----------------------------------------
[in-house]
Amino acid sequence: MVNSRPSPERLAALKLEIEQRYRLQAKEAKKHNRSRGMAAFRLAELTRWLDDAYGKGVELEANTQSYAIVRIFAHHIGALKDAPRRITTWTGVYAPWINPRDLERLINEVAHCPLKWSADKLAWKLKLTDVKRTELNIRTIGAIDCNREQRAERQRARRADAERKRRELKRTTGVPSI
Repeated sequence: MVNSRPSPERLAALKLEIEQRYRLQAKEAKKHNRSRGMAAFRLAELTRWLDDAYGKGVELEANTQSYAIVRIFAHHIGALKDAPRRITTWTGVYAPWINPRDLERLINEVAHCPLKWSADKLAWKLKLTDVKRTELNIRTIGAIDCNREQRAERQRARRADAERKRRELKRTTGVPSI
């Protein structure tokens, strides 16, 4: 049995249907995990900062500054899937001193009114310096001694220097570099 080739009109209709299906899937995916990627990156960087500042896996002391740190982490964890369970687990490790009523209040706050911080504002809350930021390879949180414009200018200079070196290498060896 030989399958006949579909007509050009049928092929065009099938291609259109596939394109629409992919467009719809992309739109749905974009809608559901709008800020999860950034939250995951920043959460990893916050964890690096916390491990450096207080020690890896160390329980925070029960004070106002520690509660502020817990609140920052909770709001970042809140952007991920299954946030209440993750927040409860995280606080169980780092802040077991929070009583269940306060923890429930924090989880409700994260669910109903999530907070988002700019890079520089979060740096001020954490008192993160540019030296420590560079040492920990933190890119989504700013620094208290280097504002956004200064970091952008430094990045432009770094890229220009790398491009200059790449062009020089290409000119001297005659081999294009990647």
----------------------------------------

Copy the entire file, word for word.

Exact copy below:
[in-house]
Amino acid sequence: MVNSRPSPERLAALKLEIEQRYRLQAKEAKKHNRSRGMAAFRLAELTRWLDDAYGKGVELEANTQSYAIVRIFAHHIGALKDAPRRITTWTGVYAPWINPRDLERLINEVAHCPLKWSADKLAWKLKLTDVKRTELNIRTIGAIDCNREQRAERQRARRADAERKRRELKRTTGVPSI
Repeated sequence: MVNSRPSPERLAALKLEIEQRYRLQAKEAKKHNRSRGMAAFRLAELTRWLDDAYGKGVELEANTQSYAIVRIFAHHIGALKDAPRRITTWTGVYAPWINPRDLERLINEVAHCPLKWSADKLAWKLKLTDVKRTELNIRTIGAIDCNREQRAERQRARRADAERKRRELKRTTGVPSI
């Protein structure tokens, strides 16, 4: 049995249907995990900062500054899937001193009114310096001694220097570099 080739009109209709299906899937995916990627990156960087500042896996002391740190982490964890369970687990490790009523209040706050911080504002809350930021390879949180414009200018200079070196290498060896 030989399958006949579909007509050009049928092929065009099938291609259109596939394109629409992919467009719809992309739109749905974009809608559901709008800020999860950034939250995951920043959460990893916050964890690096916390491990450096207080020690890896160390329980925070029960004070106002520690509660502020817990609140920052909770709001970042809140952007991920299954946030209440993750927040409860995280606080169980780092802040077991929070009583269940306060923890429930924090989880409700994260669910109903999530907070988002700019890079520089979060740096001020954490008192993160540019030296420590560079040492920990933190890119989504700013620094208290280097504002956004200064970091952008430094990045432009770094890229220009790398491009200059790449062009020089290409000119001297005659081999294009990647």